|Publication number||US5178886 A|
|Application number||US 07/763,189|
|Publication date||Jan 12, 1993|
|Filing date||Sep 20, 1991|
|Priority date||Sep 20, 1991|
|Publication number||07763189, 763189, US 5178886 A, US 5178886A, US-A-5178886, US5178886 A, US5178886A|
|Inventors||Thomas P. Donovan, Robert A. Lacko, Joseph A. Valerio|
|Original Assignee||United Technologies, Corporation|
|Export Citation||BiBTeX, EndNote, RefMan|
|Patent Citations (14), Referenced by (4), Classifications (7), Legal Events (5)|
|External Links: USPTO, USPTO Assignment, Espacenet|
This invention relates to molding operations and more particularly to an easily removable resin injection port for a mold.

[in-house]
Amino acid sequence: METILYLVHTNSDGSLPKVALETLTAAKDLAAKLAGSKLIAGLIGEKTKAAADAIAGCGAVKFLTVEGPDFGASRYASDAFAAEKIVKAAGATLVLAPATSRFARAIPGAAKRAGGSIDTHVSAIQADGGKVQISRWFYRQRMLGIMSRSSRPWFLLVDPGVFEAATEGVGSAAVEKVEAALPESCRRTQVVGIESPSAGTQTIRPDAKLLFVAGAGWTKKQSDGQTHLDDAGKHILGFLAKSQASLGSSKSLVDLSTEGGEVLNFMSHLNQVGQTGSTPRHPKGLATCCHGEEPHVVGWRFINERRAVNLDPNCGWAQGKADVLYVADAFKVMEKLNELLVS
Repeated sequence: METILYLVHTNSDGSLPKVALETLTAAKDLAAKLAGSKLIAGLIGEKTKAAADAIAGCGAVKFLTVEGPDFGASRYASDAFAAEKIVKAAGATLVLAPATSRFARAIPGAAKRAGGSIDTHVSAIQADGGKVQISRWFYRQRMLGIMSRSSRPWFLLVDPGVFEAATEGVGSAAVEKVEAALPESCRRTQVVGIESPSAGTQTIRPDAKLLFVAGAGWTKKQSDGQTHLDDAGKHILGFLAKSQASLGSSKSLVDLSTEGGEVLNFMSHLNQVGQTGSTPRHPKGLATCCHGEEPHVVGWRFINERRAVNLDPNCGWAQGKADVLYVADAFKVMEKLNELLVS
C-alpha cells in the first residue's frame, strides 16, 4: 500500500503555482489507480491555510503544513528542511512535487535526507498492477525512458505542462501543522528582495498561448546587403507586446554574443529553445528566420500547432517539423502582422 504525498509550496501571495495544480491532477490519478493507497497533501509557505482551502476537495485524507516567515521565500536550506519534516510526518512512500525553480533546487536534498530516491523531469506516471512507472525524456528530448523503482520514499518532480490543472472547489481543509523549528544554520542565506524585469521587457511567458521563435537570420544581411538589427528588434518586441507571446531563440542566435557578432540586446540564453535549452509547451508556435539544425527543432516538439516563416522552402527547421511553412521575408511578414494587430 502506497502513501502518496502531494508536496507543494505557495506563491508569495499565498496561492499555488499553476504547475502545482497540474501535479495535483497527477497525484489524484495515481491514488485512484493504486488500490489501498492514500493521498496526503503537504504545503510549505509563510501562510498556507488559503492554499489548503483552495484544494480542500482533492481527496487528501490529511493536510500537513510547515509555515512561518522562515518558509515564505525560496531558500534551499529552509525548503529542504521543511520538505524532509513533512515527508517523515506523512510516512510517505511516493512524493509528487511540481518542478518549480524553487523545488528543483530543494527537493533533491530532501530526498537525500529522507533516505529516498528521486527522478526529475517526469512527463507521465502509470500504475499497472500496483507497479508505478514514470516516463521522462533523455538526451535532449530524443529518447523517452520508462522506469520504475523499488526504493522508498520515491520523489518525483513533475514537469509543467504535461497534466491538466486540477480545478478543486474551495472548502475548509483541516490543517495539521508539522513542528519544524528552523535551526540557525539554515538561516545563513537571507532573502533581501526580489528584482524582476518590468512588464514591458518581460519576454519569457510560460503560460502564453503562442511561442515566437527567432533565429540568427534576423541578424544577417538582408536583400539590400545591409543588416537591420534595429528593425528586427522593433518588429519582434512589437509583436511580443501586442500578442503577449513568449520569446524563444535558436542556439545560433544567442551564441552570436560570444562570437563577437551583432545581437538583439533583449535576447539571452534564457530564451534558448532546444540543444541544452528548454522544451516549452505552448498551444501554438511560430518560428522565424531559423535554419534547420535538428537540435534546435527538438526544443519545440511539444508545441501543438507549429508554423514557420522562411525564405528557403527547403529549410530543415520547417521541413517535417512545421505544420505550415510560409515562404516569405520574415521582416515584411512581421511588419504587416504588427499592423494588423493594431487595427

Injection molding is a process in which resin is injected under pressure into a closed mold having a shaped cavity. After the resin is injected, the mold is separated and the shaped plastic part is removed. Such a mold typically has a plurality of ports through which the resin is injected into the cavity, though in some instances only one port is used. The cavity may contain a fiber preform or fiber wound article with the injected resin infiltrating the fibers and subsequently cured to produce a part of fiber reinforced resin.
After the resin is injected into the preform and cured, it is preferred to remove the resin injection ports to break away the plastic which has cured inside the port. If not removed, the resin in the port may lock the part in the mold.